Defense Advanced Research Projects Agency (DARPA) helped to develop the internet and satellite navigation systems, has taken industry insiders by surprise. A cheap, low-carbon fuel would not only help the US military, the nation’s single largest consumer of energy, to wean itself off its oil addiction, but would also hold the promise of low-carbon driving and flying for all.
Darpa’s research projects have already extracted oil from algal ponds at a cost of $2 per gallon. It is now on track to begin large-scale refining of that oil into jet fuel, at a cost of less than $3 a gallon, according to Barbara McQuiston, special assistant for energy at Darpa. That could turn a promising technology into a market-ready one. Researchers have cracked the problem of turning pond scum and seaweed into fuel, but finding a cost-effective method of mass production could be a game-changer. “Everyone is well aware that a lot of things were started in the military,” McQuiston said.
Never underestimate the ability of the not-so-sexy solutions–algae grown and turned into fuel, flywheels or pumped storage to help time shift supply to better meet electricity demand, taking simple efficiency steps, etc.–to deliver some impressive contributions to our energy and environmental challenges once we feel sufficient urgency to take them. In fact, I expect algae fuel to play a much bigger part in our future transportation alternatives than the car companies’ (and semi-informed technophile’s) favorite hobby horse, hydrogen.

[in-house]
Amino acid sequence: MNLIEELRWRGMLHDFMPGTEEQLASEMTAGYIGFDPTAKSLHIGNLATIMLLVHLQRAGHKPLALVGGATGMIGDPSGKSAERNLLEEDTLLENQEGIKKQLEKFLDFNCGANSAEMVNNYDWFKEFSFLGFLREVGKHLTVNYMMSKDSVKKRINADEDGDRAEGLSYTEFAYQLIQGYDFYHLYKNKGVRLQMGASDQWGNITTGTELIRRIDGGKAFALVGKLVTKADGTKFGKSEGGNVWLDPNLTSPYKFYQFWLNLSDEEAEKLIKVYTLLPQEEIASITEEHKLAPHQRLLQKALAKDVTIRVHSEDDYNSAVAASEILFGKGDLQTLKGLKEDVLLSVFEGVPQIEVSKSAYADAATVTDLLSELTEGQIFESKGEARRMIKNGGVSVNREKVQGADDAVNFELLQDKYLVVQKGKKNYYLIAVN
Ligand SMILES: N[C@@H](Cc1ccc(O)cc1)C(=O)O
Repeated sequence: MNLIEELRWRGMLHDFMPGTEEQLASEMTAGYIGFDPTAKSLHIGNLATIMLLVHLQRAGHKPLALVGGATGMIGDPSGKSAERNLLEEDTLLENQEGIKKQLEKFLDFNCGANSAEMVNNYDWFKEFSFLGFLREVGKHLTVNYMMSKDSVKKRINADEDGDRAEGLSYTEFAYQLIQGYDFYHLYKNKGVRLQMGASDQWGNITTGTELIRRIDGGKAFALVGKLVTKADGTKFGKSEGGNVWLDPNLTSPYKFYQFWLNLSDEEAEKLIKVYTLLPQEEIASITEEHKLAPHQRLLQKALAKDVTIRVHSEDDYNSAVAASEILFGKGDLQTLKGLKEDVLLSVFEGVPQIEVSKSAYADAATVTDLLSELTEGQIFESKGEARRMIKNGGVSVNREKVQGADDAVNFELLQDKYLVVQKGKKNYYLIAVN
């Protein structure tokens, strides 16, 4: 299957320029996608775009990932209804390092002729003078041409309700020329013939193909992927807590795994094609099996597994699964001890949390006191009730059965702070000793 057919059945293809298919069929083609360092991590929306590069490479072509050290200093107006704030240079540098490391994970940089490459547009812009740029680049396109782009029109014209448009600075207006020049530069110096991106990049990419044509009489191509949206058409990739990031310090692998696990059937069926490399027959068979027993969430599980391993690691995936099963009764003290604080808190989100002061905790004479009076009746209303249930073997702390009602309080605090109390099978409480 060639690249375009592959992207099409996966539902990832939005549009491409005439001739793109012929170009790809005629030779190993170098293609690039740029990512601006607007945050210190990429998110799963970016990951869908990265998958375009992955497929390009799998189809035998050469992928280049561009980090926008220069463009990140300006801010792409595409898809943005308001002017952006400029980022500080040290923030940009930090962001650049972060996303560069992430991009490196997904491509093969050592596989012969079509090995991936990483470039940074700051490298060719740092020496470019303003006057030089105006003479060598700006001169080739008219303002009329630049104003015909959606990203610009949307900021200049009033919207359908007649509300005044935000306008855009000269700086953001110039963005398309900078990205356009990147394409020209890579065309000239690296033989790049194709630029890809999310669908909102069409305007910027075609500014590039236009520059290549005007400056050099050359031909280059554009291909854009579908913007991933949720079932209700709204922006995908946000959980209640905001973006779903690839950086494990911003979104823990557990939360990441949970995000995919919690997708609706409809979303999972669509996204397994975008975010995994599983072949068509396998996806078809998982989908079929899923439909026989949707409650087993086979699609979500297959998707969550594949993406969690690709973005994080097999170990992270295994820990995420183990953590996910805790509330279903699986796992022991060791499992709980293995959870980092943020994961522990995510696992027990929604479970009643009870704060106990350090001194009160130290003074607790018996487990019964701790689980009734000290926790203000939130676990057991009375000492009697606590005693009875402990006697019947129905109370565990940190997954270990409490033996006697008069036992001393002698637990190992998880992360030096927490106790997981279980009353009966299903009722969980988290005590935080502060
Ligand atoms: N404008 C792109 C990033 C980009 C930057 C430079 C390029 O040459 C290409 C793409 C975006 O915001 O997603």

As for the claim of $3/gallon jet fuel from algae in “just months”, consider me highly skeptical, to put it mildly. I’m sure that the claim is a reference to being able to hit that price point, not real world production in any significant quantity. Even so, it’s one hell of a claim, and it’s either a gross overstatement of what DARPA’s been up to, or it’s a revelation that they’ve pulled a techno-rabbit out of their hat.